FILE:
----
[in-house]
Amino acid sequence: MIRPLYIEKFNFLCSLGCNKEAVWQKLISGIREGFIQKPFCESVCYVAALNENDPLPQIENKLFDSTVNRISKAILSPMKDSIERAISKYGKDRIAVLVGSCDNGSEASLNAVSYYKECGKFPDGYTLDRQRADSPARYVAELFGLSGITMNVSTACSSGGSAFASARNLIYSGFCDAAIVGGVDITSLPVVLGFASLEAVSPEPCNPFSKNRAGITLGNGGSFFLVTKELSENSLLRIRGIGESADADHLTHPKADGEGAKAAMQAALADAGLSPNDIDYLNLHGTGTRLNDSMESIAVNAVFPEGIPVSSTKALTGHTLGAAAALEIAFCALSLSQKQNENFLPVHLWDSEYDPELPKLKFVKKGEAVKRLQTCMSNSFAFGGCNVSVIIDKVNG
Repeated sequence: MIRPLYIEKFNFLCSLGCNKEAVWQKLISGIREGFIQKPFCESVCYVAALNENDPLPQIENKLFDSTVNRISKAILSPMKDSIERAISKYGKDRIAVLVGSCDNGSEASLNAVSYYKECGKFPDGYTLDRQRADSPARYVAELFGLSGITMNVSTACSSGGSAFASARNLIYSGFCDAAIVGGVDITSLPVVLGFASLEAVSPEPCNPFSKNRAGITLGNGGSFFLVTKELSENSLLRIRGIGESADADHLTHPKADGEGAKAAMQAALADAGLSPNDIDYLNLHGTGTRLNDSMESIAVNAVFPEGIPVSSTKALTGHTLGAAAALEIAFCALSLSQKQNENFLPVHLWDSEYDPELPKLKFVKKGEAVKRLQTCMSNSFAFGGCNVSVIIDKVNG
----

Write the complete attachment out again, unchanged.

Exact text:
[in-house]
Amino acid sequence: MIRPLYIEKFNFLCSLGCNKEAVWQKLISGIREGFIQKPFCESVCYVAALNENDPLPQIENKLFDSTVNRISKAILSPMKDSIERAISKYGKDRIAVLVGSCDNGSEASLNAVSYYKECGKFPDGYTLDRQRADSPARYVAELFGLSGITMNVSTACSSGGSAFASARNLIYSGFCDAAIVGGVDITSLPVVLGFASLEAVSPEPCNPFSKNRAGITLGNGGSFFLVTKELSENSLLRIRGIGESADADHLTHPKADGEGAKAAMQAALADAGLSPNDIDYLNLHGTGTRLNDSMESIAVNAVFPEGIPVSSTKALTGHTLGAAAALEIAFCALSLSQKQNENFLPVHLWDSEYDPELPKLKFVKKGEAVKRLQTCMSNSFAFGGCNVSVIIDKVNG
Repeated sequence: MIRPLYIEKFNFLCSLGCNKEAVWQKLISGIREGFIQKPFCESVCYVAALNENDPLPQIENKLFDSTVNRISKAILSPMKDSIERAISKYGKDRIAVLVGSCDNGSEASLNAVSYYKECGKFPDGYTLDRQRADSPARYVAELFGLSGITMNVSTACSSGGSAFASARNLIYSGFCDAAIVGGVDITSLPVVLGFASLEAVSPEPCNPFSKNRAGITLGNGGSFFLVTKELSENSLLRIRGIGESADADHLTHPKADGEGAKAAMQAALADAGLSPNDIDYLNLHGTGTRLNDSMESIAVNAVFPEGIPVSSTKALTGHTLGAAAALEIAFCALSLSQKQNENFLPVHLWDSEYDPELPKLKFVKKGEAVKRLQTCMSNSFAFGGCNVSVIIDKVNG